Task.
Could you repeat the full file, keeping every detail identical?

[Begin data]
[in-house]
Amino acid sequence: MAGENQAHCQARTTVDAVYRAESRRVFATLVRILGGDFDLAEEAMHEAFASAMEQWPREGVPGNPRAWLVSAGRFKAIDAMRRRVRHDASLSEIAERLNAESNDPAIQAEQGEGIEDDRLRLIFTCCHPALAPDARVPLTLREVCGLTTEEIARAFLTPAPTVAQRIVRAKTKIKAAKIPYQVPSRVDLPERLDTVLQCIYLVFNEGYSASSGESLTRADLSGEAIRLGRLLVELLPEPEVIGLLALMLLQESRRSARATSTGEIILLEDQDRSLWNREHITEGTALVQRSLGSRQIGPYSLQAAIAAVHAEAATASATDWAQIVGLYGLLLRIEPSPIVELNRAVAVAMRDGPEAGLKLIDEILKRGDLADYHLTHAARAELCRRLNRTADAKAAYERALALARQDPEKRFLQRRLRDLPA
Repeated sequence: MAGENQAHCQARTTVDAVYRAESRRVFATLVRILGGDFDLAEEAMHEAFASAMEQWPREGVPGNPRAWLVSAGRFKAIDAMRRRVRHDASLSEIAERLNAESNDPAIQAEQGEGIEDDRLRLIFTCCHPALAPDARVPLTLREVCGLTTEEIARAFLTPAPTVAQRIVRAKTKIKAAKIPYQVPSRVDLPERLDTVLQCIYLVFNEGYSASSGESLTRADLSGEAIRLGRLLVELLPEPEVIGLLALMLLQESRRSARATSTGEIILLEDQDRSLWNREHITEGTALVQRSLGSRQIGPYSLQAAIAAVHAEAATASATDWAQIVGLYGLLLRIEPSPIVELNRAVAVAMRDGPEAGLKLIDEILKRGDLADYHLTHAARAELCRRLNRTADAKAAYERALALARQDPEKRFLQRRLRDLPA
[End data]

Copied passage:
[in-house]
Amino acid sequence: MAGENQAHCQARTTVDAVYRAESRRVFATLVRILGGDFDLAEEAMHEAFASAMEQWPREGVPGNPRAWLVSAGRFKAIDAMRRRVRHDASLSEIAERLNAESNDPAIQAEQGEGIEDDRLRLIFTCCHPALAPDARVPLTLREVCGLTTEEIARAFLTPAPTVAQRIVRAKTKIKAAKIPYQVPSRVDLPERLDTVLQCIYLVFNEGYSASSGESLTRADLSGEAIRLGRLLVELLPEPEVIGLLALMLLQESRRSARATSTGEIILLEDQDRSLWNREHITEGTALVQRSLGSRQIGPYSLQAAIAAVHAEAATASATDWAQIVGLYGLLLRIEPSPIVELNRAVAVAMRDGPEAGLKLIDEILKRGDLADYHLTHAARAELCRRLNRTADAKAAYERALALARQDPEKRFLQRRLRDLPA
Repeated sequence: MAGENQAHCQARTTVDAVYRAESRRVFATLVRILGGDFDLAEEAMHEAFASAMEQWPREGVPGNPRAWLVSAGRFKAIDAMRRRVRHDASLSEIAERLNAESNDPAIQAEQGEGIEDDRLRLIFTCCHPALAPDARVPLTLREVCGLTTEEIARAFLTPAPTVAQRIVRAKTKIKAAKIPYQVPSRVDLPERLDTVLQCIYLVFNEGYSASSGESLTRADLSGEAIRLGRLLVELLPEPEVIGLLALMLLQESRRSARATSTGEIILLEDQDRSLWNREHITEGTALVQRSLGSRQIGPYSLQAAIAAVHAEAATASATDWAQIVGLYGLLLRIEPSPIVELNRAVAVAMRDGPEAGLKLIDEILKRGDLADYHLTHAARAELCRRLNRTADAKAAYERALALARQDPEKRFLQRRLRDLPA